The women were reportedly abducted in the Egyptian capital by men purporting to be police officers.
The women, aged between 20 and 32, claim to have travelled in a white taxi that was stopped by men in police uniforms, who opened the vehicle and sprayed an unknown substance into their faces that caused them to lose consciousness. When they awoke, they were in an unfamiliar location.
One woman reported being abducted on her way to church and being held for around three weeks. She said that upon regaining consciousness, she was in a small room with the other five women who had also been abducted from the streets of Cairo.
Three had reportedly already been there for three months and two allegedly paid $5,000 for their release without success.
The women reported having to wear burkhas and being told that they would be released if they converted to Islam.
Four women were able to escape by causing a commotion as their abductors took them by car to another location. The other two women remain unaccounted for.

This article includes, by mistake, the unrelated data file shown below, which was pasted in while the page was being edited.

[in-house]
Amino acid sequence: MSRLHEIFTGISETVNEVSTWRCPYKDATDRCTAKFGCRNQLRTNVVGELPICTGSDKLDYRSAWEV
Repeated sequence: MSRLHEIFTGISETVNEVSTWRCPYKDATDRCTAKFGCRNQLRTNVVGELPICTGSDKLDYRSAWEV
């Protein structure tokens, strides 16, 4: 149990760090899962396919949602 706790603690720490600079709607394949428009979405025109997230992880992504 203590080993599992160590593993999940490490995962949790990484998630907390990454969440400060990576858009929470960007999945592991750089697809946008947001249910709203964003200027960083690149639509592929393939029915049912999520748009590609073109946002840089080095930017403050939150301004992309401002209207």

According to CSW, the reports are further evidence of the insecurity and vulnerability of Eritrean refugees and asylum seekers in Egypt.
It warned that some Eritrean refugees were being detained in Egyptian prisons where they face abuse, the threat of return to their home country, and are denied access to the United Nations High Commissioner for Refugees.
Elsewhere, there are reports of Eritrean refugees being kidnapped in the Sinai Desert and Sudan, and even tortured in order to extract exorbitant ransoms from friends and family for their release.
CSW’s Advocacy Director, Andrew Johnston said, “It is appalling that in the 21st Century, people in search of refuge from their own tyrannical government are being bought and sold like a commodity by criminal syndicates in an illegal trade centred on, but by no means limited, to the Sinai Desert.
"Seen in this light, the recent abductions are particularly worrying, because such abuse has never before been reported in Cairo, a development that may be fuelled in part by the impunity surrounding the abuse of Eritreans in the Sinai.
"We urge current and future Egyptian authorities to take effective action to end human trafficking within their borders.
"This crime disproportionately affects this community of refugees, and has implications for security not only within Egypt, but also beyond her borders.”